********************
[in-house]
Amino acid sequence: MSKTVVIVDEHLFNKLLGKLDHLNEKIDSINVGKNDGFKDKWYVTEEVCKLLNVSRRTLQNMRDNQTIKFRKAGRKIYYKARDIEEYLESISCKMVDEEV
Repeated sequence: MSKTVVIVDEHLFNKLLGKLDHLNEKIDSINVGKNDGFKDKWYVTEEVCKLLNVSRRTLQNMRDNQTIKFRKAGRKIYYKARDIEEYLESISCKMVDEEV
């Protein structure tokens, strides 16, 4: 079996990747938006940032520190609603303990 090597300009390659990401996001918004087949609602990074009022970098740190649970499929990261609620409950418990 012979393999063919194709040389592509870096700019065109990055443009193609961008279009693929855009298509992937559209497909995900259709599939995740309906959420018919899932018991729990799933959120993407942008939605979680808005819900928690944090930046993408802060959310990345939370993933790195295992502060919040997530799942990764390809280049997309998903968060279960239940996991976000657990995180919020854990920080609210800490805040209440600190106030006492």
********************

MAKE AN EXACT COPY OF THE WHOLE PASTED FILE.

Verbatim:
[in-house]
Amino acid sequence: MSKTVVIVDEHLFNKLLGKLDHLNEKIDSINVGKNDGFKDKWYVTEEVCKLLNVSRRTLQNMRDNQTIKFRKAGRKIYYKARDIEEYLESISCKMVDEEV
Repeated sequence: MSKTVVIVDEHLFNKLLGKLDHLNEKIDSINVGKNDGFKDKWYVTEEVCKLLNVSRRTLQNMRDNQTIKFRKAGRKIYYKARDIEEYLESISCKMVDEEV
């Protein structure tokens, strides 16, 4: 079996990747938006940032520190609603303990 090597300009390659990401996001918004087949609602990074009022970098740190649970499929990261609620409950418990 012979393999063919194709040389592509870096700019065109990055443009193609961008279009693929855009298509992937559209497909995900259709599939995740309906959420018919899932018991729990799933959120993407942008939605979680808005819900928690944090930046993408802060959310990345939370993933790195295992502060919040997530799942990764390809280049997309998903968060279960239940996991976000657990995180919020854990920080609210800490805040209440600190106030006492």